LONDON • London's hallowed Wembley Stadium gave Indian Prime Minister Narendra Modi a raucous welcome usually reserved for football stars David Beckham and Wayne Rooney as 60,000 people celebrated British-Indian ties last Friday.
Members of Britain's large Indian diaspora, many waving India's tricoloured flag and wearing Modi masks, chanted the visiting leader's name and let out a deafening cheer as he took to the stage for an hour-long speech, which combined soaring rhetoric with detailed policy strategy. "My dear countrymen, I would like to assure you that the dreams that you have dreamt, the dreams that every Indian has dreamt, the country has the capacity to fulfil them," Mr Modi said, addressing the crowd in Hindi.
He called it a "historic day" and attempted to counter accusations of neglecting minorities by paying tribute to Sikhs who had "spilled blood to protect Mother India", although he was more reserved on Muslims, calling for a deeper Sufi influence.
Both Sikhs and Muslims were among around 500 protesters who barracked departing Modi supporters along the fabled Wembley Way.
A police line separated the opposition groups in scenes more often witnessed after a heated football match. Undeterred, Modi fan Kamlesh Chudasama called the event "absolutely fantastic". "Watch out, India is coming fast," he added. "We'll be the superpower soon."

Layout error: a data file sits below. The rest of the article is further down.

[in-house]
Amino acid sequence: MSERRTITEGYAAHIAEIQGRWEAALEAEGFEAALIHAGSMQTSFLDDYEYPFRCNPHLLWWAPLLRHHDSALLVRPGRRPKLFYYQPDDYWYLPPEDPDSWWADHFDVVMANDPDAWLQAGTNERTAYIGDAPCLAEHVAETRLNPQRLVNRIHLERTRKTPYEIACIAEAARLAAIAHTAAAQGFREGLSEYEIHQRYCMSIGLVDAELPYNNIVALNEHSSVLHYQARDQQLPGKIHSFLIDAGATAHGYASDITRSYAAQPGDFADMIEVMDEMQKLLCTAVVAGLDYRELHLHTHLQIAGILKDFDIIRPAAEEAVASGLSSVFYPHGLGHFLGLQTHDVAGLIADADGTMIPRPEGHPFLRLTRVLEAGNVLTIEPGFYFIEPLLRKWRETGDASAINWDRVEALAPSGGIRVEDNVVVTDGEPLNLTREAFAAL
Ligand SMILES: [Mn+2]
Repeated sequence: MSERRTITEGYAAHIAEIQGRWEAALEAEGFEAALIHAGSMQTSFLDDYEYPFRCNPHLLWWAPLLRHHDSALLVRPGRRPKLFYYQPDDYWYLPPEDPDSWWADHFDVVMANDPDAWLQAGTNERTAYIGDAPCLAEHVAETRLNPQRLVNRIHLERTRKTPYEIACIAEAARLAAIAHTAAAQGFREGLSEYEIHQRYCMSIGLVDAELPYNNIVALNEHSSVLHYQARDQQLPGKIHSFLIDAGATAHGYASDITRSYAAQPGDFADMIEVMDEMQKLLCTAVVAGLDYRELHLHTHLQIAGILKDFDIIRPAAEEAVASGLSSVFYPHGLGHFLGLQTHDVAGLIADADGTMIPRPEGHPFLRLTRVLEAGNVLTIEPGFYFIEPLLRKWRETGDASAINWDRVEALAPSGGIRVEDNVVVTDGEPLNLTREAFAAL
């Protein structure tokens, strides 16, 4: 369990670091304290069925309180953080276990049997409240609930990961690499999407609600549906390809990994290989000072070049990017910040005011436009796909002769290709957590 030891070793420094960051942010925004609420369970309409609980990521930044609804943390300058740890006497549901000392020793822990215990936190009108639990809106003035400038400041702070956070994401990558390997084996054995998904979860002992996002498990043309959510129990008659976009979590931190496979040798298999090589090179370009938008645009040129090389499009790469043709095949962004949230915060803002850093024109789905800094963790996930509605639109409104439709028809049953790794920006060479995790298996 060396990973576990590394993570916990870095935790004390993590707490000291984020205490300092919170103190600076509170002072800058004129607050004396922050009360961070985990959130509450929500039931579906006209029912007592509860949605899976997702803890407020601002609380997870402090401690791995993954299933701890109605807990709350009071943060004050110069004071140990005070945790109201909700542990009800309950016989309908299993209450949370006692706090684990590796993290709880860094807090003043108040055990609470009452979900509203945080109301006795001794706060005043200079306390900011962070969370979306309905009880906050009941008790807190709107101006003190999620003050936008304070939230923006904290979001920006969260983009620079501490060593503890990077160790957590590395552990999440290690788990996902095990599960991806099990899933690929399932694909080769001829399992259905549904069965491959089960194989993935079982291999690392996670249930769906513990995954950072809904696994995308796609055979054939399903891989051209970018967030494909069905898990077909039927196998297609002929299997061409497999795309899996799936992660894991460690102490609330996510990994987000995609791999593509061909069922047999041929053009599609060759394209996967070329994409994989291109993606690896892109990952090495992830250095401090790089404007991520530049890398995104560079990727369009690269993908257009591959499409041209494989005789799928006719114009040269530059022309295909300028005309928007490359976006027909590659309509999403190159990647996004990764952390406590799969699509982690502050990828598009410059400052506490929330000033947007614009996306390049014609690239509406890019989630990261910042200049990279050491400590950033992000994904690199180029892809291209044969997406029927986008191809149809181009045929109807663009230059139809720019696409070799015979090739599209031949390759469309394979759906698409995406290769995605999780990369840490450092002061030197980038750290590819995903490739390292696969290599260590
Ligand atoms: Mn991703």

Earlier, the crowd danced in the aisles as they were entertained by singers, dancers and musicians. The iconic British stadium had been thoroughly Indianised for the occasion, with burger vans replaced by kiosks selling chicken tikka and samosas. Inside, the sacred turf had been covered with two giant lotus leaf designs, one in Union Jack colours, another in the white, green and saffron of the Indian tricolour.
The Indian flag had also been recreated by covering seats with plastic sheets behind one goalmouth, where a stage had been set up.
A massive "UK Welcomes Modi" banner showed on screens above the stadium's entrances. Many of Mr Modi's supporters wore orange bandanas and scarves, the colour of Mr Modi's ruling rightist Bharatiya Janata Party.
"The development Mr Modi has done in the last 10 years, since he has been chief minister over there, has been unbelievable," said Mr Suresh Bhojani, 37, from Bolton, referring to Mr Modi's role as chief minister of Gujarat state prior to becoming Prime Minister of India.
Also on stage, British Prime Minister David Cameron garnered applause, telling Indians that they put the "great into Great Britain".
He drew loud cheers when he called for India to have a permanent seat on the United Nations Security Council, before bringing the house down with a bold prediction. "It won't be long before there's a British Indian prime minister in Downing Street," he told them.
Mr Modi brought the event to a close by setting off a huge fireworks display that illuminated the stadium as part of Diwali celebrations.
AGENCE FRANCE-PRESSE, BLOOMBERG